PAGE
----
Doctors who use electronic health records in the exam room spend about one-third of their time looking at the screen, which might detract from patient communication, according to new research from Northwestern University.
The research, published in the International Journal of Medical Informatics, used video to track physicians' gaze during 100 doctor-patient visits involving EHRs. The researchers analyzed doctors' eye-gaze patterns to determine how they affect communication with the patient.
"When doctors spend that much time looking at the computer, it can be difficult for patients to get their attention," Enid Montague, first author of the study, said in an announcement. "It's likely that the ability to listen, problem-solve and think creatively is not optimal when physicians' eyes are glued to the screen."
Not only might physicians miss non-verbal clues by not looking at the patient, patients tend to be looking at the screen as well, whether or not they can read or understand what they see there, according to Montague.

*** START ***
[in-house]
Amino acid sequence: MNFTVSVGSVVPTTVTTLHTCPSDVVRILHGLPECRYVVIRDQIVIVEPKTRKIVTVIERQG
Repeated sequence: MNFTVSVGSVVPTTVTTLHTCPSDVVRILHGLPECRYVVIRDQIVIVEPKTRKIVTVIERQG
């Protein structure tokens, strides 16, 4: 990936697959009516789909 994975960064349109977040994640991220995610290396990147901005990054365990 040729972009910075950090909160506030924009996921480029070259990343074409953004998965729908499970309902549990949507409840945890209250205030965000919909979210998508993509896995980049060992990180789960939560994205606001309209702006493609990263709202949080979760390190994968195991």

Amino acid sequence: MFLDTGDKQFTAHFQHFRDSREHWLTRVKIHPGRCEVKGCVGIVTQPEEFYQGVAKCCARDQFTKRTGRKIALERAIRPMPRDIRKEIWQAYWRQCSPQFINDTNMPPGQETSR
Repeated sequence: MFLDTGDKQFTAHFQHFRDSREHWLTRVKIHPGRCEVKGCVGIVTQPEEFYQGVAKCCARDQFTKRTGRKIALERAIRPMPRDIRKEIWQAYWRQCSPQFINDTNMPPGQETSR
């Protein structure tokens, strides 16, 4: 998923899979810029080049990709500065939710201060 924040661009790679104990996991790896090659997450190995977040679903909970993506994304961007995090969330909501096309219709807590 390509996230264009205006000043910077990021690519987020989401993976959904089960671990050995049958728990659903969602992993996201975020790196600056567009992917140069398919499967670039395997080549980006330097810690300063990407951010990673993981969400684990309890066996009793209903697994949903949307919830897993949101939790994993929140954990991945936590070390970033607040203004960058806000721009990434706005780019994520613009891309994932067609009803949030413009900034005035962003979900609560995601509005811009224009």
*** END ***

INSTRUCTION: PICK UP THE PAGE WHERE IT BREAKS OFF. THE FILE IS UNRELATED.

Understanding how EHRs affect communication with patients could lead to more effective training guidelines and better-designed technology, Montague said. For instance, more interactive screen sharing might be built into future systems.
One study found that patients see doctors as less capable if they look up information during a consultation, rather than if they do so out of sight or via a colleague consult.
The way a physician handles the disruption caused by consulting an EHR "can absolutely make or break the relationship between doctor and patient," Larry Garber, an internist and medical director of informatics at the Reliant Medical Group in Worcester, Mass., told American Medical News in July 2012.
It stresses that the patient should be the doctor's focus – warning against turning away from the patient to consult the computer. Instead, it recommends a triangle design that allows the physician to face the patient and still see the computer.
A report published last May by the AMA suggests allowing patients to look on and explaining what you're doing, which also urges doing as much data entry as possible outside the exam room.